Lucie's Loving Ways in Charles Dickens´A Tale of Two Cities Essay

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Love has the power to change the world. It can do far more than any speech, treaty, or war. Love, on a smaller scale, can especially impact the lives of those who communicate and receive it. This passion has the ability to assuage, provide comfort, and provide life. In particular, one girl dedicates her life to spreading love, even when she must sacrifice a large amount of her time. This woman is Lucie Manette. In the novel A Tale of Two Cities, Charles Dickens uses the character of Lucie Manette to prove that love and sacrifice can impact one’s life.
From the beginning of the novel, Lucie is willing to make sacrifices to take care of her family and keep the bond between them strong. Lucie’s first life-altering sacrifice begins when she
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When first meeting with Mr. Lorry to discuss her father, Lucie creates an everlasting first impression by simply showing consideration for his wisdom. During the meeting at her house, Lucie initially “curtseyed to him [Lorry] with a pretty desire to convey to him that she felt how much older and wiser he was than she” (Dickens 25). Greeting Mr. Lorry in such a respectful way helps Mr. Lorry to also respect himself. Later in the novel, Lucie shows a type of respect for Carton that he has never before received. When Carton asks Lucie if she will listen to his difficulties, Lucie responds, “If it will do you any good, Mr. Carton, if it would make you happier, it would make me very glad!” (Dickens 155). This type of love that Lucie gives Carton helps him believe that someone actually cares for his feelings and therefore changes his depressing outlook. Communicating with admiration and esteem to people who do not often receive it allows Lucie to make an impact on multiple lives.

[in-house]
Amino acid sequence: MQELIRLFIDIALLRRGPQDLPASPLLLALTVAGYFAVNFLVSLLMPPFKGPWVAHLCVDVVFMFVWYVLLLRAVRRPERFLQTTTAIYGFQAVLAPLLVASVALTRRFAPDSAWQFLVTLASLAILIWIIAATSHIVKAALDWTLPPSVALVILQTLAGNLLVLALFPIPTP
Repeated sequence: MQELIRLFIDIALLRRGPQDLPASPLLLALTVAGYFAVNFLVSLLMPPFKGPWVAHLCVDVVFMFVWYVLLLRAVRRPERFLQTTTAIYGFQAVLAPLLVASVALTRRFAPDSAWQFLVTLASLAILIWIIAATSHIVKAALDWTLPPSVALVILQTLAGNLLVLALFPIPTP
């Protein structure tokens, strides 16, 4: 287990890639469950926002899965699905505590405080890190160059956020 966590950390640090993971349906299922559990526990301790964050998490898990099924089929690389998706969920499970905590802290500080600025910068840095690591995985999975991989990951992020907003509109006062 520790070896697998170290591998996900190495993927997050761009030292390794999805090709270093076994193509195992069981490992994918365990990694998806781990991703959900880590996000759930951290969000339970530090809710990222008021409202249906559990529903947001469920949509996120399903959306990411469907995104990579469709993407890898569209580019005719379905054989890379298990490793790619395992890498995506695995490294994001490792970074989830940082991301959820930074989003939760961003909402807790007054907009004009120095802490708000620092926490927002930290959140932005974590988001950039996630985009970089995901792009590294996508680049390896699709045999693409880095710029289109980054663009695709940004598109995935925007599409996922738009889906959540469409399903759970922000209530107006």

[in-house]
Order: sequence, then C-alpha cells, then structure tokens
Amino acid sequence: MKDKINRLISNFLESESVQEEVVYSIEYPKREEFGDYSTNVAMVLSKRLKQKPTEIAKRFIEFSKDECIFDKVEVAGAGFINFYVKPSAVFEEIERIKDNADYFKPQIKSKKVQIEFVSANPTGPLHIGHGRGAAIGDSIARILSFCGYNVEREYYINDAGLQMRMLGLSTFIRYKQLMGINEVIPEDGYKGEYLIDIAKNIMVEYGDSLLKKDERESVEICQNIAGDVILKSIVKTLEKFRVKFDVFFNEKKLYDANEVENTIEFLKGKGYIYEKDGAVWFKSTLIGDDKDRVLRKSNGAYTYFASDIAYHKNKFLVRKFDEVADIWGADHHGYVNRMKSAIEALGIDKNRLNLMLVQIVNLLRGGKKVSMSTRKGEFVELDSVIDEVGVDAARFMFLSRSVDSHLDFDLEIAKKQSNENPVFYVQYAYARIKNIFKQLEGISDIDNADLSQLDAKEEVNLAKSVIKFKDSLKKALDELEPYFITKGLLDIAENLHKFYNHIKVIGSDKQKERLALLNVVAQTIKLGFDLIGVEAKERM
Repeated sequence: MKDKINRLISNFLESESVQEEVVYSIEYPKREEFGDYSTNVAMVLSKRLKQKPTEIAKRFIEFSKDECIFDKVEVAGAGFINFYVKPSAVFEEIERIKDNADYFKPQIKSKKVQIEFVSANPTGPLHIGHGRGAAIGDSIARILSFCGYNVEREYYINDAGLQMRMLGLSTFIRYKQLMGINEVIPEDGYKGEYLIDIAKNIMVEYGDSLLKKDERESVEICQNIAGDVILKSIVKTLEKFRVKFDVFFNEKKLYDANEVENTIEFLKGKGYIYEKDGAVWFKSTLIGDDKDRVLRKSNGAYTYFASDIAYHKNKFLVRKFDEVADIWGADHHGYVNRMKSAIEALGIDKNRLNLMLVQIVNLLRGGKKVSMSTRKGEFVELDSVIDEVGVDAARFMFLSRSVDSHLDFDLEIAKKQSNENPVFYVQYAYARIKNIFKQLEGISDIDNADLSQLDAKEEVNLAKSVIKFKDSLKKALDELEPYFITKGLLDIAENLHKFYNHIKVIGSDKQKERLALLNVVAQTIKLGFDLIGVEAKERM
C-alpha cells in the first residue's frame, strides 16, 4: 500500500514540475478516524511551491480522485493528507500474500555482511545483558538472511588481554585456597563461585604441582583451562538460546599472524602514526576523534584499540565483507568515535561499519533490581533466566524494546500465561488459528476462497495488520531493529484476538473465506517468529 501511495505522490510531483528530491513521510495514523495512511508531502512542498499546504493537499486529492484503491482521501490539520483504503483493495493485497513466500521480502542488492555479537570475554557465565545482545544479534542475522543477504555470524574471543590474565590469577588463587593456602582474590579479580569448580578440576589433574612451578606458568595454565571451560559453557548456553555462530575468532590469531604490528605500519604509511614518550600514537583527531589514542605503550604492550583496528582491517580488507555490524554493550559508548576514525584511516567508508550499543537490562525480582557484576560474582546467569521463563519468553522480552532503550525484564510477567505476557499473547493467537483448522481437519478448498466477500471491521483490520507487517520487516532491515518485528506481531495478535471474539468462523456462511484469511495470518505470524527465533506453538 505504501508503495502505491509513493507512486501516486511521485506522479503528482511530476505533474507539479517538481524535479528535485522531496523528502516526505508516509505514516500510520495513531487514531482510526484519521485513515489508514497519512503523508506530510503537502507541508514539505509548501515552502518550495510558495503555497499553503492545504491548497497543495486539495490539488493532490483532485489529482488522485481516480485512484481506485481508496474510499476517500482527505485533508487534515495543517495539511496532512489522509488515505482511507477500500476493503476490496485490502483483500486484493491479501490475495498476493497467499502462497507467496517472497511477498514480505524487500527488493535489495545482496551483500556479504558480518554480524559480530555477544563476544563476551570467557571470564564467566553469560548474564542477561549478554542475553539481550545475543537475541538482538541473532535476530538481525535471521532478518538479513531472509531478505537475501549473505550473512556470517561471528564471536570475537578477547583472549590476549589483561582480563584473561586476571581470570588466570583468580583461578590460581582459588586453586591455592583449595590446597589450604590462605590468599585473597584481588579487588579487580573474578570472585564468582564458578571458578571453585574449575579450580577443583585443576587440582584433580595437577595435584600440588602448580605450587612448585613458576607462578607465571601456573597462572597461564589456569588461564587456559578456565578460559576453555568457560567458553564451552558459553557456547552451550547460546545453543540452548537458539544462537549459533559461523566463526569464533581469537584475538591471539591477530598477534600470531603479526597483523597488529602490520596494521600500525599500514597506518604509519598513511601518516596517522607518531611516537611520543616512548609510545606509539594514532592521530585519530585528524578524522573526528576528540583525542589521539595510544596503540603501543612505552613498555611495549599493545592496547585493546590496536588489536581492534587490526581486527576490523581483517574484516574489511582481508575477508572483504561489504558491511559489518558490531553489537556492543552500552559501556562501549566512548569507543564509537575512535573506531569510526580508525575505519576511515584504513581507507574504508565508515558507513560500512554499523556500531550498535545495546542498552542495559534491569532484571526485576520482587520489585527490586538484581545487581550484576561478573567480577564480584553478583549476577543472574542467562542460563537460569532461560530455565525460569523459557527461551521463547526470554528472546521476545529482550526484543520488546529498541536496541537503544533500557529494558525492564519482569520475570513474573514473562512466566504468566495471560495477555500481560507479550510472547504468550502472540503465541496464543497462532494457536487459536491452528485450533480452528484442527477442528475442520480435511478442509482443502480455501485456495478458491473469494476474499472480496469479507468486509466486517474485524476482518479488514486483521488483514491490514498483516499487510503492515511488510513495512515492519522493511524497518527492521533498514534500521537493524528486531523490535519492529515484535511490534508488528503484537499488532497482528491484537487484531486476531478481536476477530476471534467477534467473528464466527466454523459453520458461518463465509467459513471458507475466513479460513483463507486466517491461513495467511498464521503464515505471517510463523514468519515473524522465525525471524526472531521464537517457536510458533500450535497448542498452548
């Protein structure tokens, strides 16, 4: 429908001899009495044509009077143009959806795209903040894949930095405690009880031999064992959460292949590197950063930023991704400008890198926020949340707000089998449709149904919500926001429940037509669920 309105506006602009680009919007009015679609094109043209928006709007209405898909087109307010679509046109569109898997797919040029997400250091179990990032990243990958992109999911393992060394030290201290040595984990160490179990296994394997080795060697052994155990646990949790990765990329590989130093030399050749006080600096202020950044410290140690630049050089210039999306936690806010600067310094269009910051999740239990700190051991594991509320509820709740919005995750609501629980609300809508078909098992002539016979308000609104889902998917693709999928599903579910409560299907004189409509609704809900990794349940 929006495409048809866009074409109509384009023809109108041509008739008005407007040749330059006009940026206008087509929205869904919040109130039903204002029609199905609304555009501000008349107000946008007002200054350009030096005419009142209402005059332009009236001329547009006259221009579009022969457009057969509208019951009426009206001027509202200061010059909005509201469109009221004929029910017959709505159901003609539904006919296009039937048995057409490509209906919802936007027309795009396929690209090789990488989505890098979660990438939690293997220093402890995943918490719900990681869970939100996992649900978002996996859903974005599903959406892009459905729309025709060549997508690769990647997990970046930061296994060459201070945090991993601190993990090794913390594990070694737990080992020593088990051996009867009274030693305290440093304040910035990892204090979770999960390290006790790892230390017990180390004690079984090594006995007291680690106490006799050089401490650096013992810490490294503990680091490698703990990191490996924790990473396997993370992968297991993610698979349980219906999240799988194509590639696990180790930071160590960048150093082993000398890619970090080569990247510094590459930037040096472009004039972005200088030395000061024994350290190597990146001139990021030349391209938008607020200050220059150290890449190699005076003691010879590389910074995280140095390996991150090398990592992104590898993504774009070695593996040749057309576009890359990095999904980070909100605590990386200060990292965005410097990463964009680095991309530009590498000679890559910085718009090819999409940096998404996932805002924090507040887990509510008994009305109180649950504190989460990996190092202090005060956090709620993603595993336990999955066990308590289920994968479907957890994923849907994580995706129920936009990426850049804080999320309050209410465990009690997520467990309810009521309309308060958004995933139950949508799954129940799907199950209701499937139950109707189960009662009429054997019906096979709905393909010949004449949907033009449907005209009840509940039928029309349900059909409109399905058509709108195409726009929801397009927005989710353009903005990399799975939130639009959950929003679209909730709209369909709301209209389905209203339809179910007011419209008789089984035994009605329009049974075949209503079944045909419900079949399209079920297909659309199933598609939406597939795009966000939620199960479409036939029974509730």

Lucy proves her love and impact on the men in her life with patience, loyalty and devotion. Although Lucie starts a marriage with Darnay, she manages to still take care of her father. In many conversations between Dr. Manette and Lucie, the doctor tells Lucie that “he found her more devoted to him married (if that could be) than single” (Dickens 219). Although marriage is a very demanding relationship, Lucie remains loyal to her
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